Quote:
Fairbanks is interesting that it has very low humidity and almost never has any wind. When it gets really cold, you can get covered in snow and just brush it off without any melting.
Took the tour bus from Seward to Denali and from Denali back to Anchorage. Got a great mix of drivers.

FB Driver ~ Anchorage sux!!!! It's wet, snowy, and windy as hell. You'd never get me to live there.

Anch driver ~ Fairbanks sux!!! It's so damn cold there. I'll take the snow. YOu'd never get me to live there.

Quote:
A couple hours to the east is Black Rapids cold weather training site - they have the same temperatures plus 20-40 mph winds.
That would be some interesting training especially for this FL native. In a swamp, I could probably make due in an emergency even without real training. In AK, aside from eating as much fat as I can get my hands on and digging into the snow for shelter, I haven't got a clue. Survival Man as seen on TV. At least he isn't a Bear Grills hack.
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Old 01-17-2020, 11:02 AM   #174
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I'm going to have to add you to the hate list. ;) My GWVR is only 33,000 for a 40' Blue Bird, 8.3L MT643. Tranny is 600 lbs by itself. I don't remember teh Cummins spec for the engine. My empty weight should be more than yours for the extra 4 feet but then too my GWVR should be higher. A little bus envy. Would be cool to see a comparison of equal buses and then another with options.
I've got a 32' Bluebird with 36000 GWVR. 5.9 24valve Cummins Allison 2000 trans. It weighed 17,200 coming home and I dumped about 900lbs since at the scrap yard with seats and hoses and all. I wonder what makes yours lower capacity.
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Old 01-17-2020, 11:08 AM   #175
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Originally Posted by Biscuitsjam View Post
I'm from Georgia, so I'm very familiar with the heat. We make a point to do stuff outside year-round. Half the difficulty with the heat is your brain screaming at you - if you spend enough time outside, that'll turn off.

Kuwait this last September was 130+ degrees. On day 3 after leaving Alaska, we were at the rifle range in full body armor - no shade. We were at the range every other day for the next week - not pleasant but doable.

A little over a decade ago, I was patrolling in Iraq. Temperatures were always over 115 in July and August, with about 10 days over 120. We wore full body armor and the vehicle hydraulics added another 10 degrees to the heat. At those temperatures, you need to be very careful to drink enough water and get electrolytes - it's not possible to keep up during the day, but you can stay close, then catch back up overnight. After a while, the heat stops being painful, you just feel drained of all energy and every movement feels like it is in slow motion.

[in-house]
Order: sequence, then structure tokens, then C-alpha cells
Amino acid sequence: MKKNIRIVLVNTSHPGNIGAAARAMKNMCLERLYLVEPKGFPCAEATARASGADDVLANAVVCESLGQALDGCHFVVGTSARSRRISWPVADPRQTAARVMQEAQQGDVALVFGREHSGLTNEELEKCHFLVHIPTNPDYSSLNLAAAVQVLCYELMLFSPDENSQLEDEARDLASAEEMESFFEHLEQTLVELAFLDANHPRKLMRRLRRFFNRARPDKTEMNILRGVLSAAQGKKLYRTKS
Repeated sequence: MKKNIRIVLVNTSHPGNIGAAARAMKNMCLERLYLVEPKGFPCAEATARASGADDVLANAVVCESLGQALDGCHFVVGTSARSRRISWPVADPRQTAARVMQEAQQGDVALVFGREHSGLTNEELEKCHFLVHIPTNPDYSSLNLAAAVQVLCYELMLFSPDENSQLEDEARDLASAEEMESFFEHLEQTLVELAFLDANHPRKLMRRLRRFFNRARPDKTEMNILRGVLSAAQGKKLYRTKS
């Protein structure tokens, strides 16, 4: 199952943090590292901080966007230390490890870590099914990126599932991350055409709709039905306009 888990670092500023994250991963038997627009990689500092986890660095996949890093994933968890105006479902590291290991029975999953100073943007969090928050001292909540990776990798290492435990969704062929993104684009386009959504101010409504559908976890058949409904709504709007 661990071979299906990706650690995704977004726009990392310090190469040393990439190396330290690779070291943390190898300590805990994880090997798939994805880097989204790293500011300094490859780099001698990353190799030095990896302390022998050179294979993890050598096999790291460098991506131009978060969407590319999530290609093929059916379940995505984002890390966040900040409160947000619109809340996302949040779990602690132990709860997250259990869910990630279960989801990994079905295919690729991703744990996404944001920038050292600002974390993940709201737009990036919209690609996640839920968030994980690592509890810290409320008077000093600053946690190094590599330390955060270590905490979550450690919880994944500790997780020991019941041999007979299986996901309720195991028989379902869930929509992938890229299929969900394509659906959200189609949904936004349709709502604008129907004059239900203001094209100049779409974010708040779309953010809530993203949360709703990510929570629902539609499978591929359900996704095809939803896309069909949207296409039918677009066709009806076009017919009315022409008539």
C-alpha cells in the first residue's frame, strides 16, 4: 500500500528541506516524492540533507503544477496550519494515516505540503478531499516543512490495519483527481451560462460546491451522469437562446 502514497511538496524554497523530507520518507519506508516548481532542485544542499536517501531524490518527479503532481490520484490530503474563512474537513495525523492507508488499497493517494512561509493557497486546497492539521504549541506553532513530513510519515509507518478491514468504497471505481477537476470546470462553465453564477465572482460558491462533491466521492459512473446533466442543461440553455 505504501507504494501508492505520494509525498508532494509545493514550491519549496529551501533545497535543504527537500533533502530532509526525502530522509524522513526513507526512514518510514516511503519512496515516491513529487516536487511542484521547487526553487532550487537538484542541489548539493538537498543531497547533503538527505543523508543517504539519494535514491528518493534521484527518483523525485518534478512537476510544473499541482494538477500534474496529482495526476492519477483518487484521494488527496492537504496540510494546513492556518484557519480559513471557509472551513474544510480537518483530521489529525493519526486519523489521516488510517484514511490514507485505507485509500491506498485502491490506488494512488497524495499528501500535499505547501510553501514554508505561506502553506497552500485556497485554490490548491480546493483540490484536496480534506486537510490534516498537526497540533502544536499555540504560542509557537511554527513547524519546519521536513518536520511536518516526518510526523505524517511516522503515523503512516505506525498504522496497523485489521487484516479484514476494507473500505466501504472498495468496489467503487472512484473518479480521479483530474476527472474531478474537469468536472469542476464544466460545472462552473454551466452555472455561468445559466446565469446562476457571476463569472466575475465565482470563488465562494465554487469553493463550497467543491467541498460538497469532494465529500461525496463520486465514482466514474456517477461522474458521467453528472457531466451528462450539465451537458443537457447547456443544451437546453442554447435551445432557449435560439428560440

We did a few foot patrols too, but it cooled off to 100 or so before we did that. A Soldier with just his personal gear (body armor, weapon, ammo, water, 3 day assault pack) carries an average of 104 lbs. The weight goes up once you start distributing machine guns and their ammo, radios, batteries, etc. The strongest guys might have 140 or 150 lbs. It is physically painful just waiting for the patrol to start, but it is amazing what the human body can put up with.

I've also enjoyed the Mojave desert, the swamps of Louisianna and plenty of other pleasure spots the Army has sent me to.
You're a beast or criminally insane. Hopefully not both.

I moved from FL to SC. Moved again from SC to MD. Need to move again. All because of the heat. I do NOT like swamp balls. I've done the Seirra Nevadas at 104... same temp as FL. If you made me guess the temp, I would have said 80~85. It wasn't bad. Sweating in FL/GA doesn't do any good.It just won't evap.


My pack weight when hiking is about 35 lbs once topped off with food and water. Went to Isle Royale with my normal stuff but got teh hair brained idea to take my camera gear as well. At the ranger dock on the island they have a fish scale to weigh your pack. I should have done it on the way out, not the way in. It was 54 lbs. It was a 4th of July weekend and temps were (guessing) around 90 without being FL humid. The 6 or 7 mile hike up and over the spine of the island was brutal. And that was when I wasn't carrying an extra 25~30 lbs of fat around my waist.


All that said, I still want to do a thru hike of the Appalachian Trail but you and your 120+lb packs can eat a bag of dixs. Ain't no way in hell. There's a reason I went Navy. If I'm going 20 miles, it's by boat or taxi. Not a forced march to nowhere with 100lbs of crap.
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Old 01-17-2020, 11:09 AM   #176
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221771_1012992838877_1065_n.jpg
Kids following us on patrol, Yusifiyah, Iraq 2005
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All of our company's HMMWVs, our M113, and two of our supply trucks were destroyed that deployment. Only 1 KIA but lots of purple hearts - armor works. In this incident, a HMMWV was damaged by an IED and hooked to a tow bar. A second IED caught both vehicles on fire. The heat twisted the metal. No casualties from the incident in this picture.
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My tank destroying a house used by an IED trigger man, Mullah Fayyad, Iraq, 2005